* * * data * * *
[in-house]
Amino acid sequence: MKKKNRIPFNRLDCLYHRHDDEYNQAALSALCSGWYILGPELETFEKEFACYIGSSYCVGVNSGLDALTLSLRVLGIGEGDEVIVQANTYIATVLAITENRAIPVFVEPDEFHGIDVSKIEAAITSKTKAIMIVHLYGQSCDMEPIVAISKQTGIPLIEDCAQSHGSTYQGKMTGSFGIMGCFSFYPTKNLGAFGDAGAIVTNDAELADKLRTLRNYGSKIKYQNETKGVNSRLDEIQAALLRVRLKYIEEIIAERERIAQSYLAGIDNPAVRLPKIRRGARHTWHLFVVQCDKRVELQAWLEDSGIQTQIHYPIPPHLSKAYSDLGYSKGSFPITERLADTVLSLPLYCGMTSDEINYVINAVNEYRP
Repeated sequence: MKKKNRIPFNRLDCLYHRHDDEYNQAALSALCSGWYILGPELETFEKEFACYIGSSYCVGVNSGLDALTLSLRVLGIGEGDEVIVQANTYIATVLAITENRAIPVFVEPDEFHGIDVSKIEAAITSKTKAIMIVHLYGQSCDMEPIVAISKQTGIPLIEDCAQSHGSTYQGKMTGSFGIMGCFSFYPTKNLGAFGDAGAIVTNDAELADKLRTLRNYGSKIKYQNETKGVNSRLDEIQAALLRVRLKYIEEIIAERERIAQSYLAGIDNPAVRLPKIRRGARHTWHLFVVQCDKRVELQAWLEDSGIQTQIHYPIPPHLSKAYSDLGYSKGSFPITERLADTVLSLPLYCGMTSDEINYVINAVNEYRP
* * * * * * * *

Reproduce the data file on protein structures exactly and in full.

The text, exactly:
[in-house]
Amino acid sequence: MKKKNRIPFNRLDCLYHRHDDEYNQAALSALCSGWYILGPELETFEKEFACYIGSSYCVGVNSGLDALTLSLRVLGIGEGDEVIVQANTYIATVLAITENRAIPVFVEPDEFHGIDVSKIEAAITSKTKAIMIVHLYGQSCDMEPIVAISKQTGIPLIEDCAQSHGSTYQGKMTGSFGIMGCFSFYPTKNLGAFGDAGAIVTNDAELADKLRTLRNYGSKIKYQNETKGVNSRLDEIQAALLRVRLKYIEEIIAERERIAQSYLAGIDNPAVRLPKIRRGARHTWHLFVVQCDKRVELQAWLEDSGIQTQIHYPIPPHLSKAYSDLGYSKGSFPITERLADTVLSLPLYCGMTSDEINYVINAVNEYRP
Repeated sequence: MKKKNRIPFNRLDCLYHRHDDEYNQAALSALCSGWYILGPELETFEKEFACYIGSSYCVGVNSGLDALTLSLRVLGIGEGDEVIVQANTYIATVLAITENRAIPVFVEPDEFHGIDVSKIEAAITSKTKAIMIVHLYGQSCDMEPIVAISKQTGIPLIEDCAQSHGSTYQGKMTGSFGIMGCFSFYPTKNLGAFGDAGAIVTNDAELADKLRTLRNYGSKIKYQNETKGVNSRLDEIQAALLRVRLKYIEEIIAERERIAQSYLAGIDNPAVRLPKIRRGARHTWHLFVVQCDKRVELQAWLEDSGIQTQIHYPIPPHLSKAYSDLGYSKGSFPITERLADTVLSLPLYCGMTSDEINYVINAVNEYRP